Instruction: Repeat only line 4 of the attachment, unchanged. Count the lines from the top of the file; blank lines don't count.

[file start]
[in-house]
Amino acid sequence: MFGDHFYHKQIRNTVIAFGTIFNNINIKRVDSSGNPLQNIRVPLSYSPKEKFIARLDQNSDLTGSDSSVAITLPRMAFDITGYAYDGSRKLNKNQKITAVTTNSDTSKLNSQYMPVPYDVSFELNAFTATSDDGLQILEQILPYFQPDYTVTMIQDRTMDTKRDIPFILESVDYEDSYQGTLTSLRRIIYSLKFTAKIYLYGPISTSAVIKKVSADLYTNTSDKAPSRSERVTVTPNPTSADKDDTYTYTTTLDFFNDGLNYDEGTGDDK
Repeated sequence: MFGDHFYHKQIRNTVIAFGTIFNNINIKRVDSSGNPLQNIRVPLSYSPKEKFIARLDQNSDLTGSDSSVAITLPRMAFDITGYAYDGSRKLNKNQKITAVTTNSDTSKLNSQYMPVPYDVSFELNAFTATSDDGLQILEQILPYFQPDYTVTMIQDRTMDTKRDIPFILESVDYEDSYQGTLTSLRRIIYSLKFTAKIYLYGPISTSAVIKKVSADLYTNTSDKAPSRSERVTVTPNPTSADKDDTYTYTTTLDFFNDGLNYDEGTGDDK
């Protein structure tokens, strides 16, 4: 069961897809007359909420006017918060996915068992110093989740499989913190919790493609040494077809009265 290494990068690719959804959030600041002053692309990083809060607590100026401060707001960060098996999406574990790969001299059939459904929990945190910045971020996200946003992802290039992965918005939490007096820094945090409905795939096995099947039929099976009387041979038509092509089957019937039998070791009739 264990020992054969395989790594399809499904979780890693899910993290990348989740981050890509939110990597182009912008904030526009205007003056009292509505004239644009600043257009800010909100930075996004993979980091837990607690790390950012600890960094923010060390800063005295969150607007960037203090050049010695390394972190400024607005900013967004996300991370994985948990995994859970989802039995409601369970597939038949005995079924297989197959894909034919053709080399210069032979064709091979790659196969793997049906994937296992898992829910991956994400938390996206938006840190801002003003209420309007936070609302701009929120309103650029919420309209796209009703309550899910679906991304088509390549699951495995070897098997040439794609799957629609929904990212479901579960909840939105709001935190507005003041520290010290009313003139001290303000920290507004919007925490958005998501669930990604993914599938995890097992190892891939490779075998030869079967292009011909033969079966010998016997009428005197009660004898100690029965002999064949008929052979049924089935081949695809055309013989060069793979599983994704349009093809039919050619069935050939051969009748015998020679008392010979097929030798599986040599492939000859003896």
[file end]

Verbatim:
């Protein structure tokens, strides 16, 4: 069961897809007359909420006017918060996915068992110093989740499989913190919790493609040494077809009265 290494990068690719959804959030600041002053692309990083809060607590100026401060707001960060098996999406574990790969001299059939459904929990945190910045971020996200946003992802290039992965918005939490007096820094945090409905795939096995099947039929099976009387041979038509092509089957019937039998070791009739 264990020992054969395989790594399809499904979780890693899910993290990348989740981050890509939110990597182009912008904030526009205007003056009292509505004239644009600043257009800010909100930075996004993979980091837990607690790390950012600890960094923010060390800063005295969150607007960037203090050049010695390394972190400024607005900013967004996300991370994985948990995994859970989802039995409601369970597939038949005995079924297989197959894909034919053709080399210069032979064709091979790659196969793997049906994937296992898992829910991956994400938390996206938006840190801002003003209420309007936070609302701009929120309103650029919420309209796209009703309550899910679906991304088509390549699951495995070897098997040439794609799957629609929904990212479901579960909840939105709001935190507005003041520290010290009313003139001290303000920290507004919007925490958005998501669930990604993914599938995890097992190892891939490779075998030869079967292009011909033969079966010998016997009428005197009660004898100690029965002999064949008929052979049924089935081949695809055309013989060069793979599983994704349009093809039919050619069935050939051969009748015998020679008392010979097929030798599986040599492939000859003896």